The effects of large-scale criminality

Clearly, the United States is not prepared to throw a sizable percentage of its population into jail (if only for the lack of jail cell space). But a more subtle change has already taken place. Any kind of criminality erodes one’s civil liberties on an individual level. If one is suspected of a crime, one might have one’s phone tapped or house under surveillance or computer seized for inspection. If one is convicted of a crime, one might lose other privileges — travel, voting, etc. But a society in which everyone is presumptively guilty of a particular crime (copyright infringement, in this case) is a society in which individual rights can be revoked at the whim of the authorities. This state of affairs is a profound blow to personal security and civil liberties. Electronic Frontier Foundation attorney Fred von Lohmann elaborates:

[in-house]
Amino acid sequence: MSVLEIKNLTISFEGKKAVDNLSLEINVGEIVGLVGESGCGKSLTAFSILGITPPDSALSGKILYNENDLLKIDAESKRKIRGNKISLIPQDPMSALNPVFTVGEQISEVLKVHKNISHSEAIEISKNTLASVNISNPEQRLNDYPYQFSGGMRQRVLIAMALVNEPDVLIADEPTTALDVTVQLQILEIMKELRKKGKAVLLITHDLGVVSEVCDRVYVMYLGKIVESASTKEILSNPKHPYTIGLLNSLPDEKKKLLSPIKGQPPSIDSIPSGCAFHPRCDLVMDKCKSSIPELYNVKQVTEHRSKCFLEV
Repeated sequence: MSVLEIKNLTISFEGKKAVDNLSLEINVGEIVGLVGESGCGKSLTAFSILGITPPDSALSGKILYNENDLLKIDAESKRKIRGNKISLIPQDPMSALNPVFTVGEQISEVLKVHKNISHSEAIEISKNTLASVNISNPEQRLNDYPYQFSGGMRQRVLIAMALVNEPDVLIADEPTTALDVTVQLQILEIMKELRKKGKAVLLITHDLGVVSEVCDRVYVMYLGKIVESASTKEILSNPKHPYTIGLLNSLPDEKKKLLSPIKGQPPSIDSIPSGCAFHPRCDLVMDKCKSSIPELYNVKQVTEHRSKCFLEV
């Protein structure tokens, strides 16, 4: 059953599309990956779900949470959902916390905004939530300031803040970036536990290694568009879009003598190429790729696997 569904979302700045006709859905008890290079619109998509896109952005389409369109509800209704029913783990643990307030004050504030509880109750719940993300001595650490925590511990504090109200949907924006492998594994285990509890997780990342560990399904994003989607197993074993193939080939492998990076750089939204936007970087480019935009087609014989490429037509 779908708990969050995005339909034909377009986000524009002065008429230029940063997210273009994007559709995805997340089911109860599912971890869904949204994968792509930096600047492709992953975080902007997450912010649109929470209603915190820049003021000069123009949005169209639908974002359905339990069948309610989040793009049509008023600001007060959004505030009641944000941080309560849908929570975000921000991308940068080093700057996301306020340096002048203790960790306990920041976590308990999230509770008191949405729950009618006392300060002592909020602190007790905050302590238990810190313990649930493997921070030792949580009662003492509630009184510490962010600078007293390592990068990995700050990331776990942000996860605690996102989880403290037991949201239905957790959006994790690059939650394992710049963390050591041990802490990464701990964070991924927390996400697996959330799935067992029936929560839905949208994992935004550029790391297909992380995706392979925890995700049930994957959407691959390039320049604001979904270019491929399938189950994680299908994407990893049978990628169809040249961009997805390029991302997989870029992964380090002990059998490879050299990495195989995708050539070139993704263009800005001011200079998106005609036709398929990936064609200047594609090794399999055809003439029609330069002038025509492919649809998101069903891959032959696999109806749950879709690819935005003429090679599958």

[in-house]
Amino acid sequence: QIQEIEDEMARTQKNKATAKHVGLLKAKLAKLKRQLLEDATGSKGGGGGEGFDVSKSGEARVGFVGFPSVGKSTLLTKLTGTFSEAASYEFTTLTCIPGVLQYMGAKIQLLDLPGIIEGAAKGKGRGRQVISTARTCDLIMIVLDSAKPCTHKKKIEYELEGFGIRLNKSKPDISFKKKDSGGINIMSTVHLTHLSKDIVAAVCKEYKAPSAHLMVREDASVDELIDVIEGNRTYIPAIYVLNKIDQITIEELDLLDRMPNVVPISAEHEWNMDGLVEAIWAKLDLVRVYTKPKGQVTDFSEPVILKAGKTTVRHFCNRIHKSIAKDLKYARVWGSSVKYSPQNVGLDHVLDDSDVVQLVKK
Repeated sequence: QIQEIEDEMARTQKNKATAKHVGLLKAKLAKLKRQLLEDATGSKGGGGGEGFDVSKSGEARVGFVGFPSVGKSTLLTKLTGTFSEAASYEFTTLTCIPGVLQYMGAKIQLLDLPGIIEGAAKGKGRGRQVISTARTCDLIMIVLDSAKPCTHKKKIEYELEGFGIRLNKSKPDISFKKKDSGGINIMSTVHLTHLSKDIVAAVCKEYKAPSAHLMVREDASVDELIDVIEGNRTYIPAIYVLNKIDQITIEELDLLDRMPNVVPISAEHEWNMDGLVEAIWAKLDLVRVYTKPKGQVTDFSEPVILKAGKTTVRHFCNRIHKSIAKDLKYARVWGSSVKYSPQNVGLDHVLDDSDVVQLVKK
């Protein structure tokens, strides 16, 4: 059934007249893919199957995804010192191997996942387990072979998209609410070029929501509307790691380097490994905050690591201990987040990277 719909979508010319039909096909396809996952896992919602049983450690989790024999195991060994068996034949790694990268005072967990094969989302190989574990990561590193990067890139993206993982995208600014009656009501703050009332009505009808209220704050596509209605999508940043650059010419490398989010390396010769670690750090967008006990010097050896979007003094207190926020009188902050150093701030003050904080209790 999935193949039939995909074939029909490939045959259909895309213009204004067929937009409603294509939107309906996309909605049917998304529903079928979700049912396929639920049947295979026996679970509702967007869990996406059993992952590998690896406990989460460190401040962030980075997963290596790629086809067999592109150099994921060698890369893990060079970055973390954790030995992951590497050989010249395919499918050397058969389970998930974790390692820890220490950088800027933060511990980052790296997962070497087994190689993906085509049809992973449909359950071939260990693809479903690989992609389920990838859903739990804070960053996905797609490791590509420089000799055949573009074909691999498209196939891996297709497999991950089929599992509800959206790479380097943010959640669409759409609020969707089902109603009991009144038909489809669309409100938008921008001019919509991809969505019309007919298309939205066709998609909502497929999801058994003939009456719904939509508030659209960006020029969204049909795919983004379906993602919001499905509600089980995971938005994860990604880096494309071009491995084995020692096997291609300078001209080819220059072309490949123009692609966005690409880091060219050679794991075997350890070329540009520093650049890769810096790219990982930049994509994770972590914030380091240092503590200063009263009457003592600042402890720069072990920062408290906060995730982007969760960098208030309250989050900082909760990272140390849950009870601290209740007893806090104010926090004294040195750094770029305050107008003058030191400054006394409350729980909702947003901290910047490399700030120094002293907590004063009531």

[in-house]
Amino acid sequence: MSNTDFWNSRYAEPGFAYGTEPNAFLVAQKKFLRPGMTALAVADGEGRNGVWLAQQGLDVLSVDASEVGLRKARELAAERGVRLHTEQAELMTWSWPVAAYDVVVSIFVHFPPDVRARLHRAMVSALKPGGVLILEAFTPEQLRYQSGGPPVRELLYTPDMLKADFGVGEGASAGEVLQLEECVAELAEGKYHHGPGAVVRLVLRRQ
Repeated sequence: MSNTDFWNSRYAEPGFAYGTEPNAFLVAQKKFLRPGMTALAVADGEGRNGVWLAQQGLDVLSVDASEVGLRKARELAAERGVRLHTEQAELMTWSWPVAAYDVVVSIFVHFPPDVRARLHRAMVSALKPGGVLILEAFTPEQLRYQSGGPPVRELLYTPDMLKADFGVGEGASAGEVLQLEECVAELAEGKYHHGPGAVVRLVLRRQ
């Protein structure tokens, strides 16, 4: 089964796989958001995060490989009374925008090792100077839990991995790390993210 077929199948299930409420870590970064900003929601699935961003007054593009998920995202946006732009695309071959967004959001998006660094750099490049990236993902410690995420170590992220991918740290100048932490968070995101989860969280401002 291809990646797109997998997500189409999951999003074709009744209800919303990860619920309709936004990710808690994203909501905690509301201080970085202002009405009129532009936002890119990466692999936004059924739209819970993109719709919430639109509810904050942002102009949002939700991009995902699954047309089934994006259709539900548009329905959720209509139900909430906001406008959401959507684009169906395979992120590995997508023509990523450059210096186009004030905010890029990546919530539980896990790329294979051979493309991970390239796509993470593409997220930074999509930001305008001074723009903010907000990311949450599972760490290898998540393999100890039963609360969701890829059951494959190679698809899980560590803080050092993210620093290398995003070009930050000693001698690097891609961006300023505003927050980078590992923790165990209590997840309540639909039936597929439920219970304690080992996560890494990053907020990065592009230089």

“If you can treat someone as a putative lawbreaker… then all of a sudden a lot of basic civil liberty protections evaporate to one degree or another… If you’re a copyright infringer, how can you hope to have any privacy rights? If you’re a copyright infringer , how can you hope to be secure against seizures of your computer? How can you hope to continue to receive Internet access? … Our sensibilities change as soon as we think, “Oh, well, but that person’s a criminal, a lawbreaker.” Well, what this campaign against file sharing has done is turn a remarkable percentage of the American Internet-using population into “law-breakers.” … So when we’re talking about numbers like forty to sixty million Americans that are essentially copyright infringers, you create a situation where the civil liberties of those people are very much in peril in a general matter. [I don’t] think [there is any] analog where you could randomly choose any person off the street and be confident that they were committing an unlawful act that could put them on the hook for potential felony liability or hundreds of millions of dollars of civil liability. Certainly we all speed, but speeding isn’t the kind of an act for which we routinely forfeit civil liberties. Some people use drugs, and I think that’s the closest analog, [but] many have noted that the war against drugs has eroded all of our civil liberties because it’s treated so many Americans as criminals. Well, I think it’s fair to say that file sharing is an order of magnitude larger number of Americans than drug use… If forty to sixty million Americans have become lawbreakers, then we’re really on a slippery slope to lose a lot of civil liberties for all forty to sixty million of them.” [25 p.207]

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